Is there more than one gospel in the Bible?

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Answers to Bible Question

Scriptures are from the KJV of the Bible

(Q)  Is there more than one gospel in the Bible?


(A)  For many who have come to see and rejoice in what Paul called “the preaching of Jesus Christ according to the revelation of the mystery,” that revelation is so vast and touches upon so many subjects that they are often at a loss as to where to begin to share it with those who need to know. Paul’s distinctive preaching of the gospel of grace is an excellent place to start, for it shows that the revelation is not a side issue but a fundamental one. After hearing grace teaching, the Spirit has sometimes shown people that they really did not understand the gospel of grace at all, beyond trusting in Christ alone for salvation. Others have been amazed at how it clarifies their understanding of God’s good news for today.

The conventional wisdom among many Christians today is that there is only one gospel in the Bible. Since gospel means “good news,” that is like saying that God has had only one piece of good news to share with man throughout all of redemptive history. There are many statements from Paul that would call into question the one-gospel view. His letter to the Galatians tells of God preaching the gospel to Abraham saying, “In thee (Abraham) shall all nations be blessed” (Gal. 3:8; Gen. 12:3). To him, that was good news indeed, and yet, there was still no revelation of Christ or his work on the cross. Of course, we would agree that Christ is ultimately the center and circumference of all the “good news” in God’s plan for man, but the revelation of the things of Christ was gradual and progressive. The Old Testament spoke in type and shadow.

When we come to the New Testament, many details surrounding the teaching and preaching of Christ show major distinctions between what the Bible calls the Gospel of the Kingdom and the Gospel of the Grace of God. The following points show these distinctions.

1. The distinctive terminology alone would strongly imply a difference between these two gospels. The Word of God is not indiscriminate in its terminology. Since we believe that the Bible is inspired by the Holy Spirit, every detail has spiritual significance, and we may understand if we seek His enlightenment. Therefore, when God refers to the Gospel of the Kingdom in one context and then to the Gospel of the Grace of God in another, it cannot mean the same thing.

   The Gospel of the Kingdom is simply God’s good news about His kingdom, a kingdom that was (and is) to be established on earth with Christ as king (Jer. 23:5-6; Isa. 2:2-4; 11:1-9). It was prophesied by Israel’s prophets in the Old Testament and proclaimed “at hand” in the New Testament.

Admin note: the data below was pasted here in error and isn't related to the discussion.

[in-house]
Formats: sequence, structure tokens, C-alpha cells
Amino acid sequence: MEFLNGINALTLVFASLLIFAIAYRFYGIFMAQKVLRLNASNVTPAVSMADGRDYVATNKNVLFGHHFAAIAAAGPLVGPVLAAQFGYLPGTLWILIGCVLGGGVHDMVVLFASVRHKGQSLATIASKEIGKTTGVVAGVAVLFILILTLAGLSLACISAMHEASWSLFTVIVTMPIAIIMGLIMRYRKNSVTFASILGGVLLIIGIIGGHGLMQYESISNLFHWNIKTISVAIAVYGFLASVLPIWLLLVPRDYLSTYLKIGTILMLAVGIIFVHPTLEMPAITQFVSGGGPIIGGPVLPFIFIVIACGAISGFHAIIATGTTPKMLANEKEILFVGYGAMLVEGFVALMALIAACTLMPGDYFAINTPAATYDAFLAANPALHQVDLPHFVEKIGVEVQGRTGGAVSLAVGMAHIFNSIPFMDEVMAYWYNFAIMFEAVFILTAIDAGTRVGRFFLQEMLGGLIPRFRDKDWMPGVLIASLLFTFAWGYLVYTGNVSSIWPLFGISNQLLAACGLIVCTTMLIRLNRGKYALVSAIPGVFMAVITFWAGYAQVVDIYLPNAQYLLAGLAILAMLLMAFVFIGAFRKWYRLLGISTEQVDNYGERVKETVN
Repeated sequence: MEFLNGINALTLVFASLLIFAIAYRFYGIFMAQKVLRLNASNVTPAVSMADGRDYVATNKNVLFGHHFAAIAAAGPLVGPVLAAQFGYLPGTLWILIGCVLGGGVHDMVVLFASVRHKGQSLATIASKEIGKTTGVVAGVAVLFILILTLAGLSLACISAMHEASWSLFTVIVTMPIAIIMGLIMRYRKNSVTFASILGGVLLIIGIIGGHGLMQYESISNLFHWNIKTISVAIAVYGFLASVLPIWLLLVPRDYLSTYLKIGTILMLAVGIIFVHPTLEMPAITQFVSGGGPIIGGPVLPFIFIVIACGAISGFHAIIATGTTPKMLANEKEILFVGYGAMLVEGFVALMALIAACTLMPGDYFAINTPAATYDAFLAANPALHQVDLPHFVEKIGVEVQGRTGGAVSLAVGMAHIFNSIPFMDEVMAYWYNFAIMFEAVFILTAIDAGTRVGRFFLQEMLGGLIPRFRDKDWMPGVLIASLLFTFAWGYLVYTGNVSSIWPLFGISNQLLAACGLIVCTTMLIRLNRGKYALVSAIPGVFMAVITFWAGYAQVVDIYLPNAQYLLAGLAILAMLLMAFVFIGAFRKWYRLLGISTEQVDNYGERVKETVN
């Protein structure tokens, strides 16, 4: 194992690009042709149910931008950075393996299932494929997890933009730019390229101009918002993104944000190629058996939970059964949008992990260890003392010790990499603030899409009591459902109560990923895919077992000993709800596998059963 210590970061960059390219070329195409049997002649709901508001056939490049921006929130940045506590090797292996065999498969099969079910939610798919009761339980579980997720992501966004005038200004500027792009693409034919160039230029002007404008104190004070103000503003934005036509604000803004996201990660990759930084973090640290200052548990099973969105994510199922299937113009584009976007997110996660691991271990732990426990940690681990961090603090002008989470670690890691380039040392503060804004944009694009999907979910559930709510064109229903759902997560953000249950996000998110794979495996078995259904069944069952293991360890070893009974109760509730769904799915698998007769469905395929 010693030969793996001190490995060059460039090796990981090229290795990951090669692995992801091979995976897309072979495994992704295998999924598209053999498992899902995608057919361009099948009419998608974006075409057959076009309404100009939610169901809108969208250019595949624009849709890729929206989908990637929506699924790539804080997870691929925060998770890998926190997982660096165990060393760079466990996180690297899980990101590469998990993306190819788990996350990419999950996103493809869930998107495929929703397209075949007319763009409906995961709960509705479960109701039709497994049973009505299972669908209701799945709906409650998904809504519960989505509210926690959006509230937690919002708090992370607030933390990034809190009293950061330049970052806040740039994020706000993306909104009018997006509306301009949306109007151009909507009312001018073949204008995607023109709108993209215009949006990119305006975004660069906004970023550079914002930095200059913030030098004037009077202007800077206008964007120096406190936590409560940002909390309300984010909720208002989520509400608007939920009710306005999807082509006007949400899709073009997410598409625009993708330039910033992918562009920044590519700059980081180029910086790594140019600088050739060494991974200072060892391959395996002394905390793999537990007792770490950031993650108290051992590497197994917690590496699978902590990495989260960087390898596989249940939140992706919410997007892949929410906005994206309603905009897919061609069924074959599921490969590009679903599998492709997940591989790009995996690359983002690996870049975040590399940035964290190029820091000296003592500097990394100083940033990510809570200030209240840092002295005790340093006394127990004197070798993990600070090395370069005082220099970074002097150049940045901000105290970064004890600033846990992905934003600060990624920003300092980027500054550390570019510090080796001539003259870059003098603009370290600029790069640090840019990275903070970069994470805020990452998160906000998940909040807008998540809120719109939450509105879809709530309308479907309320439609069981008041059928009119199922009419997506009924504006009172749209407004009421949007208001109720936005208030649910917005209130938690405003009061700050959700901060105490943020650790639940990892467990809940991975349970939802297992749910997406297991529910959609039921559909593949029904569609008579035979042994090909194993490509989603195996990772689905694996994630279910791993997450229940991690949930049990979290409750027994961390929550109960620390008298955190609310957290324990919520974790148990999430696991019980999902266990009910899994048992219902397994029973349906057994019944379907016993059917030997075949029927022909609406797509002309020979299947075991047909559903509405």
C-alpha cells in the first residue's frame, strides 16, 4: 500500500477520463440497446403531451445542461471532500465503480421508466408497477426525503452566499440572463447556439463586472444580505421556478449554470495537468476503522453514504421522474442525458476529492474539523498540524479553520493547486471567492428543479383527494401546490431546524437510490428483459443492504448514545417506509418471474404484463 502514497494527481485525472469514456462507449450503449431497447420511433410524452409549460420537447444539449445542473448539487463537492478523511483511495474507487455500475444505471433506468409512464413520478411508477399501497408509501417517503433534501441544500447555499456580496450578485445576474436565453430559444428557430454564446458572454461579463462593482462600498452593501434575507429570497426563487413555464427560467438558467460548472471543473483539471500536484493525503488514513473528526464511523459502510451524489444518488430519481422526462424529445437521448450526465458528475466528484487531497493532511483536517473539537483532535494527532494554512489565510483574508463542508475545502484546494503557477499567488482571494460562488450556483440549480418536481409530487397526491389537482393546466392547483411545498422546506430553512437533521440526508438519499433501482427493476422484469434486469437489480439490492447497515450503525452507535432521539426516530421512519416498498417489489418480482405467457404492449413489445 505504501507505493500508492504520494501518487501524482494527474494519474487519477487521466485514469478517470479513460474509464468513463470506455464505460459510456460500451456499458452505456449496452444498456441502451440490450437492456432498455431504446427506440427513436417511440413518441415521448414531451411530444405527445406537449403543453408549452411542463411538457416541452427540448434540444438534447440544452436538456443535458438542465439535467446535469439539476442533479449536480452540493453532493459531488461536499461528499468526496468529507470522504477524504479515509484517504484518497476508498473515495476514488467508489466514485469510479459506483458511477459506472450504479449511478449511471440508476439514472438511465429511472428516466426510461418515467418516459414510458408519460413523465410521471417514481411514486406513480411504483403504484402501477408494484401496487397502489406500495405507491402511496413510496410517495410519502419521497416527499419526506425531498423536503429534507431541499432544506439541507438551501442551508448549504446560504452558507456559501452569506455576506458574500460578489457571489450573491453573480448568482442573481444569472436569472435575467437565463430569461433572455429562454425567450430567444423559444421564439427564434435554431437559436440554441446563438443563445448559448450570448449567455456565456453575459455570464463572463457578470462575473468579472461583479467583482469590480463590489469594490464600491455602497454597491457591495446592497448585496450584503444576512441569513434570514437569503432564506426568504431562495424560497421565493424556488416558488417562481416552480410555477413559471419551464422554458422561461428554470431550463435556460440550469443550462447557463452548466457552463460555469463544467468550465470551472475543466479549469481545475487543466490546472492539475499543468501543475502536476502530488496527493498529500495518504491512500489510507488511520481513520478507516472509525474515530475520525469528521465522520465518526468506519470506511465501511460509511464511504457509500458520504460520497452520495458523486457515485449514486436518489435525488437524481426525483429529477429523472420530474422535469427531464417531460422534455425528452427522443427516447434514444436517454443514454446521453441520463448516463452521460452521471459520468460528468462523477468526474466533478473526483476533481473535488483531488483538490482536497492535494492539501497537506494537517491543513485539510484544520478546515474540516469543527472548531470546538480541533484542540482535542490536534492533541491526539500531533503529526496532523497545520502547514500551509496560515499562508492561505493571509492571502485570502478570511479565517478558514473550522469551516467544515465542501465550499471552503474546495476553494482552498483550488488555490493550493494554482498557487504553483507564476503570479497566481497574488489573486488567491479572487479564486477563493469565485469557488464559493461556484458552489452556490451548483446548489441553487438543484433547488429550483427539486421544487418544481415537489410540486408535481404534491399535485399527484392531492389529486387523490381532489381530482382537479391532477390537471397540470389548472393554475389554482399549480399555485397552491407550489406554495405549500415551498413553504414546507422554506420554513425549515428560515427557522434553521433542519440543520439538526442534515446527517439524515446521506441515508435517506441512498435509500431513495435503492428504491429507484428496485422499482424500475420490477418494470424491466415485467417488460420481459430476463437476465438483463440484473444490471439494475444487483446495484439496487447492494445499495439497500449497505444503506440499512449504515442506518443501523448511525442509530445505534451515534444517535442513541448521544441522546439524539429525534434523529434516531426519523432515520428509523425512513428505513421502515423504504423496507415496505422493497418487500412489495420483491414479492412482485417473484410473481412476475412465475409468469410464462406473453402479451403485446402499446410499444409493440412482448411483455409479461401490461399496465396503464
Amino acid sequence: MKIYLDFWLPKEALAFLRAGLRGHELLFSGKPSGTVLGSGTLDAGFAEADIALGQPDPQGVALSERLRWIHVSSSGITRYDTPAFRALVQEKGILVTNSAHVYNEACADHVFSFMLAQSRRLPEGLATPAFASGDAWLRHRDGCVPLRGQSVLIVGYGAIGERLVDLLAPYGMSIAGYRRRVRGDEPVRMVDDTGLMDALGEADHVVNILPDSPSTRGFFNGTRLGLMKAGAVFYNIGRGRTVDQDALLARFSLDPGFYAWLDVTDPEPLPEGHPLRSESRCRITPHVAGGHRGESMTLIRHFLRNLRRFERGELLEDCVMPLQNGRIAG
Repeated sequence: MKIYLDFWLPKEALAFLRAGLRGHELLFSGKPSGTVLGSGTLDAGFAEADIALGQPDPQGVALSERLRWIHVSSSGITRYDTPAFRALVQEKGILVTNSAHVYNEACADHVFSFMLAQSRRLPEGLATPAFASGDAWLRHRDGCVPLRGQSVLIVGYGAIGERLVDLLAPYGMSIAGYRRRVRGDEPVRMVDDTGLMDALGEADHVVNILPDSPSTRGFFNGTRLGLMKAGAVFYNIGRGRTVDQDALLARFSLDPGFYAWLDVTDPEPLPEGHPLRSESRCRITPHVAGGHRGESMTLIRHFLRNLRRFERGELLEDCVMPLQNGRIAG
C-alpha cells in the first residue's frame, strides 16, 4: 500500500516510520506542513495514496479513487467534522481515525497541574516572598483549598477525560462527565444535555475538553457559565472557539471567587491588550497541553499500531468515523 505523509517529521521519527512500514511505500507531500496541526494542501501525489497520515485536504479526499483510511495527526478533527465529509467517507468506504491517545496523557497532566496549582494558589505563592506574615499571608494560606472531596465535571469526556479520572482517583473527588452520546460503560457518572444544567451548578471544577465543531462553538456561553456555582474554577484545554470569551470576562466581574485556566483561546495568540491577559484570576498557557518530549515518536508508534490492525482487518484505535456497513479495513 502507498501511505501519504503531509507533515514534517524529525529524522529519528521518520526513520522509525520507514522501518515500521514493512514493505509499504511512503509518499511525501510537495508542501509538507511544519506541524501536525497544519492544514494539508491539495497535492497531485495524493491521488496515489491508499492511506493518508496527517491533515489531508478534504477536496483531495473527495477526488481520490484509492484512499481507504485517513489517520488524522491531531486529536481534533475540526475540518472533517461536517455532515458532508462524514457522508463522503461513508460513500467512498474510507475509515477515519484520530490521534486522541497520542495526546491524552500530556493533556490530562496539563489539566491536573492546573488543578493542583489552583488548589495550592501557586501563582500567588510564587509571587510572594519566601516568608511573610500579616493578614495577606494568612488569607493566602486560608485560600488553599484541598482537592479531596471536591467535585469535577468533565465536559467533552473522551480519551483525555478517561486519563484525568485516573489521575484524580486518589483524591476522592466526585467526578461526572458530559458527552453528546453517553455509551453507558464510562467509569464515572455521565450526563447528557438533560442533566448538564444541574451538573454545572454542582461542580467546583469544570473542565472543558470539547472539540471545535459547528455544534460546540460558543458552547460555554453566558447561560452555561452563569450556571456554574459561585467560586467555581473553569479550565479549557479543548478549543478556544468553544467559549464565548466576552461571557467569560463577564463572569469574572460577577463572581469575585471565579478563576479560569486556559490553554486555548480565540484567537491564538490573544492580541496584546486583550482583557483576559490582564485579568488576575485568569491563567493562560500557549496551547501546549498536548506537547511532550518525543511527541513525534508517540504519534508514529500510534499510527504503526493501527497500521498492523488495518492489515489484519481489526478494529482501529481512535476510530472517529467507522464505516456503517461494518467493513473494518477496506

The Gospel of the Grace of God is God’s good news about His grace reigning like a king on the throne (Rom. 5:20-21). It was a new revelation that came to Paul, the apostle, directly from the resurrected Christ in heaven (Gal. 1:11-12; 2:2; Acts 20:24). Both of these gospels deal with salvation from sin, but each address a different people, at different times, and under different circumstances.

 2. The Gospel of the Kingdom was preached by John the Baptist (Baptizer), Jesus Christ, and the twelve apostles, and only to the people of Israel (Matt. 3:2; 4:17,23; 10:5-7; Rom. 15:8).

    The Gospel of the Grace of God was first preached by Paul to the Gentiles after Israel had rejected the preaching of the Gospel of the Kingdom. Paul then committed the grace message to those who came after him (Acts 16:31; Rom. 3:24; 1 Tim. 1:14; 2 Tim. 2:2). (There is no Biblical evidence that John, Jesus, or the twelve ever preached the Gospel of the Grace of God or that Paul ever preached the Gospel of the Kingdom. The grace gospel eventually superseded the kingdom gospel)

3. The Gospel of the Kingdom centered in the Person of Jesus Christ, that is, who He was. That is why the emphasis was always on the name of Jesus Christ, the fact that he was the Christ, the Son of the living God (Matt. 16:16; John 20:31).

   The Gospel of the Grace of God confirms the person of Christ but centers in his work on the cross for our redemption (Rom. 3:24-25; 1 Cor. 1:18; 2:2). It is significant that the twelve apostles preached the Gospel of the Kingdom for several years but did not even know that Christ was going to die, much less what that death would accomplish for our redemption (Luke 9: 1-2,6; 18:31-34; Matt. 16:21-23).

 4. The Gospel of the Kingdom required the ordinance of water baptism along with faith in Christ for salvation and the forgiveness of sins (Mark 1:4; 16:16; Acts 2:38).

 The Gospel of the Grace of God requires only faith in Christ, the cross and resurrection, for salvation and forgiveness of sins (Acts 13:38-39; 16:31; 1 Cor. 15:1-4).